How Do You Choose the Best LSAT Prep Option?

    LSAT Prep

    How should you choose the best LSAT prep option? With the release of February LSAT scores last Wednesday, we’ve reached what is traditionally the end of last year’s testing and application cycle, and the start of most people’s prep for admission in the fall of 2019. That isn’t to suggest that schools won’t take a summer test for a start later this year—a lot of great schools accept the June (and likely July) results for same-year admission—or that students looking to begin in 2020 or later shouldn’t start preparing now! But for the majority of future applicants the coming months mark the start of their LSAT journeys.

    As such, two of the most common questions I hear this time of year are, “How do I begin to prepare?” and “How do I pick the prep option that’s best for me?”

    In this post I’ll do my best to answer both of those questions.

    First, since I'm obviously pretty biased when it comes to courses and prep in general—although I’m not wrong; I work for PowerScore and write these articles because I know what I’m talking about: PowerScore is truly the industry leader when it comes to quality instruction and student results—I'll avoid a blatant PowerScore pitch and instead take a different tack, providing broader, brand-free advice to help anyone make the most informed and beneficial decision possible.

     Here are the three most crucial steps to take right away:


    1.  Take a real, timed LSAT and score it to receive a comprehensive performance analysis, so it's clear where you are at the outset, what your strengths and weaknesses appear to be, and how far from your target score/school that initial result is.
    That also helps inform one of the most important decisions you’ll need to make: should you self-study (with books or an On Demand type course), enroll in a live class, or hire a private tutor, as someone with very narrow needs may benefit more from targeted prep via books or tutoring, whereas someone with more wide-ranging struggles or a larger gap between initial and desired score is likely a perfect fit for a more comprehensive course.
    There's a free LSAT online that you can download and take (particularly useful if you’ve never taken a timed LSAT and don’t have any tests of your own yet), and our Self-Study Site offers free test scoring and feedback for every test, so it's a great place to get that early diagnostic data!
    2.  Research! Truth is, as much as I stand by our gold-medal perch on the podium, there are a lot of great prep options out there these days, and the majority of quality outfits offer previews of their content and courses so that you can quite literally try before you buy. So read up, shop around, and investigate the free content on offer before shelling out hundreds or even thousands of dollars on an unproven investment.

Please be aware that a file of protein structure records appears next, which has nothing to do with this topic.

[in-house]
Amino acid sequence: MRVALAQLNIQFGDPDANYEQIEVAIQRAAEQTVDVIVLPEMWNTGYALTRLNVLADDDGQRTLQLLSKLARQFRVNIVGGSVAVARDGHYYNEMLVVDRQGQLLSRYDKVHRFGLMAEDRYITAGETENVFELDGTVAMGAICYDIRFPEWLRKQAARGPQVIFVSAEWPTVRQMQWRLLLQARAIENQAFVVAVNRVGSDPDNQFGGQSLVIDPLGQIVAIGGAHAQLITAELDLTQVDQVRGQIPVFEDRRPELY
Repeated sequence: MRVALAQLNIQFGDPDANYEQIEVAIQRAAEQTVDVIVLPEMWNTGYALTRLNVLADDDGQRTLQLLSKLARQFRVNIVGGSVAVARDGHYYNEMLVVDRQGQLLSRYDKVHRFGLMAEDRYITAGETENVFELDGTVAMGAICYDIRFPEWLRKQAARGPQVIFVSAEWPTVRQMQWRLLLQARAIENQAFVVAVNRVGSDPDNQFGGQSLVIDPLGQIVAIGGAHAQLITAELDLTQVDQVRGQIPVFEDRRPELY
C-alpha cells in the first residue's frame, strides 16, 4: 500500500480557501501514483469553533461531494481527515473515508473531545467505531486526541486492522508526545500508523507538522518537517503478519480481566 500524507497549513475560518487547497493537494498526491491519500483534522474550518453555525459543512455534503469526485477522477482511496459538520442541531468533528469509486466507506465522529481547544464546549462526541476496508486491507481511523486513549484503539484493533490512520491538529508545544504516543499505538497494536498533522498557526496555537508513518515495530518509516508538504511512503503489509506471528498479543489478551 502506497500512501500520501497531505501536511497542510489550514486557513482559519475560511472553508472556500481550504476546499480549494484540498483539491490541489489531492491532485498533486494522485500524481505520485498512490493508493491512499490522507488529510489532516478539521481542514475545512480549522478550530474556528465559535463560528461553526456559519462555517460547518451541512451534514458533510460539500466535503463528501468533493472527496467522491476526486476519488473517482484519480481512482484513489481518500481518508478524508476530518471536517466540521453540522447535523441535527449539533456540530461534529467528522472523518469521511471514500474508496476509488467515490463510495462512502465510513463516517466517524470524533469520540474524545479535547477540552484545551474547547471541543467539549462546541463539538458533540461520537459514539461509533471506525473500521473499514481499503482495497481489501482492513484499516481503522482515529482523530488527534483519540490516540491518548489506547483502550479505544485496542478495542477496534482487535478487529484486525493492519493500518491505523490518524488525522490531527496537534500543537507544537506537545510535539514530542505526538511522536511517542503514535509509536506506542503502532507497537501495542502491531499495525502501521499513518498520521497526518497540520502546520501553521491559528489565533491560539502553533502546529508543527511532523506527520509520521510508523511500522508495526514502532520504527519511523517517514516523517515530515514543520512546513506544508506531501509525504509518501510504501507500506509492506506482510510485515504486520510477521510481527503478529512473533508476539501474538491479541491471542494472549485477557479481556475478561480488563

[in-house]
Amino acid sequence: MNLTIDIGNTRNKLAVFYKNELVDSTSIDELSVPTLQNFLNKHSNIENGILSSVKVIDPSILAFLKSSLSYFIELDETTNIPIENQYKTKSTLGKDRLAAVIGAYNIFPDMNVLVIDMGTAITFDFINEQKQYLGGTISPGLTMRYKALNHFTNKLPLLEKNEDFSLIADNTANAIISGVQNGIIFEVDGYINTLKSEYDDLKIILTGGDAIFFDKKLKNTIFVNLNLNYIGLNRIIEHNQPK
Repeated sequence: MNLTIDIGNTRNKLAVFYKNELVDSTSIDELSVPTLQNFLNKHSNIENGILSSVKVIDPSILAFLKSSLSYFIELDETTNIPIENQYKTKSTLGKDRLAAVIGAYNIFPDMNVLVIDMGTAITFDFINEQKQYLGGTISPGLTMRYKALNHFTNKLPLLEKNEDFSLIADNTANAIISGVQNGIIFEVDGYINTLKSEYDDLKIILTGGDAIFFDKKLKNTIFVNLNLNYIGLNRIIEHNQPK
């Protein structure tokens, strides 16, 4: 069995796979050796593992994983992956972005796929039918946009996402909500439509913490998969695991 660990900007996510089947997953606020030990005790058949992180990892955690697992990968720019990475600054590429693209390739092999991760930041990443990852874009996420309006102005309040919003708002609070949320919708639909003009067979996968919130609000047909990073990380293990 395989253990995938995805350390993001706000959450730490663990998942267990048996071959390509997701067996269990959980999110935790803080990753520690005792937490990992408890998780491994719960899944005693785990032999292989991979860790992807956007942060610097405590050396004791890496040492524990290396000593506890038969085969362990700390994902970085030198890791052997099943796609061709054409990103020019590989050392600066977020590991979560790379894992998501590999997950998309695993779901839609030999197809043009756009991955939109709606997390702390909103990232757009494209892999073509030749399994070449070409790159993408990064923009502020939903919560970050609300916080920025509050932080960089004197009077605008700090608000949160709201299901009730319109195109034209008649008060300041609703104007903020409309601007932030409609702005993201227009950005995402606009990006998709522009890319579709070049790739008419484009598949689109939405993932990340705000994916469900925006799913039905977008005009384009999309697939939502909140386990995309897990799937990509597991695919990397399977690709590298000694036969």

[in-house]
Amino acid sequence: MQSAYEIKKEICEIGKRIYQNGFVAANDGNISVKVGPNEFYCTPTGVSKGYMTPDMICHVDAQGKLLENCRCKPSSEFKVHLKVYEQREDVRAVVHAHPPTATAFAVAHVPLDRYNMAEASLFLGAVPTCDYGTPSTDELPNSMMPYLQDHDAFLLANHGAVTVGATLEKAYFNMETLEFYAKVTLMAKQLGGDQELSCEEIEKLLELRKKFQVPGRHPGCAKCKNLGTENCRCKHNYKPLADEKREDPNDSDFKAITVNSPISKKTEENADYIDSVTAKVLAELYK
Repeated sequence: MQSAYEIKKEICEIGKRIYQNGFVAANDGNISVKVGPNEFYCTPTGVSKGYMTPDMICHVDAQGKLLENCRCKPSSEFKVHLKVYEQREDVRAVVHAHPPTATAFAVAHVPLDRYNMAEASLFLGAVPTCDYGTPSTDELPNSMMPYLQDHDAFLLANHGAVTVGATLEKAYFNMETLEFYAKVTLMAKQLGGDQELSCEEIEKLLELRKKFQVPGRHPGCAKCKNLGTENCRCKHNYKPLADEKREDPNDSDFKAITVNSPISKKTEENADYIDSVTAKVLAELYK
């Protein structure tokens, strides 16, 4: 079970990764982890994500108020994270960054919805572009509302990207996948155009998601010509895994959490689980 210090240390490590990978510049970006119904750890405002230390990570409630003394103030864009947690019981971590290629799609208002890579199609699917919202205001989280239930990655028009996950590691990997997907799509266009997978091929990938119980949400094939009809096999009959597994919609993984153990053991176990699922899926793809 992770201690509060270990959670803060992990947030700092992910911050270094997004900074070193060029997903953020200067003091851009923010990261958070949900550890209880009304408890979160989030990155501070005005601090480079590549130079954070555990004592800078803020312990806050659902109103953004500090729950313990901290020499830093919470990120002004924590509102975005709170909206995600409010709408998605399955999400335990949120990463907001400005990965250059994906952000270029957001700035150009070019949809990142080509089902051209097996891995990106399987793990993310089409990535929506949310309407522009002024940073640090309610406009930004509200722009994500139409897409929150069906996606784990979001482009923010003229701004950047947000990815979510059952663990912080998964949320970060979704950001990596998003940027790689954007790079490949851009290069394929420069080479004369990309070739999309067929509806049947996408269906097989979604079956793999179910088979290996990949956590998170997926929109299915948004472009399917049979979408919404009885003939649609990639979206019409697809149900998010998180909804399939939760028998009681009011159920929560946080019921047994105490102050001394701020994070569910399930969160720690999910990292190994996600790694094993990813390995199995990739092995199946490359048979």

For instance, here’s a sampling of some resources we provide that you can explore immediately:
    • Watch the majority of Lesson One from our In Person and Live Online Courses here;
    • Read a ton of great articles and see various videos on our Free Help Area and this blog;
    • Talk directly to Senior Instructors and Content Developers like me and Dave Killoran (PowerScore’s founder and author of the LSAT Bibles) on our twitter accounts— and—LSAT Forum (see the next bullet), and in the comments section of these blog posts;
    • Review a ton of discussion threads and even ask questions of your own on our LSAT Forum;
    • Preview chapters of the LSAT Bibles (the best-selling LSAT books on the market).
    And that's just a portion of what we make available, all for free!
    Don’t just go off of company-selected student reviews or website marketing text! Really investigate the content itself to see how well it speaks to you and how likely you are to benefit from further exposure to it.
    3.  No matter which prep option you choose, whether a full course or a single book or something in between, committing to a company means immersing yourself in its ecosystem and embracing its methodology and program, so it’s imperative to consider how you and others are treated as potential clients before you enroll.
    Simply put, the experience you have before making a purchase is an excellent predictor of how you'll be handled once you’re a paying customer. So I strongly encourage you to give any company that’s caught your eye a call and speak to customer service staff, pull up a live chat online and interact with representatives, and above all reach out to some of their top people—those in charge of the actual content they create and sell and that your success depends on—and gauge their responsiveness and the help they offer you as a non-student. If they can’t, or won’t, help you in the early stages of your journey, what confidence should you have that you’ll be well cared for when test day is looming and it matters most?
    Once you've dedicated yourself to a prep route you want to be sure that the people guiding you will be there every step of the way, so that if you do encounter difficulty or confusion you know you'll have helping-hands to get you through it. That's the single best way to ensure that you'll reach your goals on a test this tough!


    None of that is to suggest that it's an easy or obvious decision, but hopefully keeping these things in mind early on will make the right path a little clearer.

    Let us know if there's anything else we can do to help by leaving a comment below, reaching out via the contact information provided above, or calling/emailing our main office: 800-545-1750 and!

    Photo courtesy of shutterstock.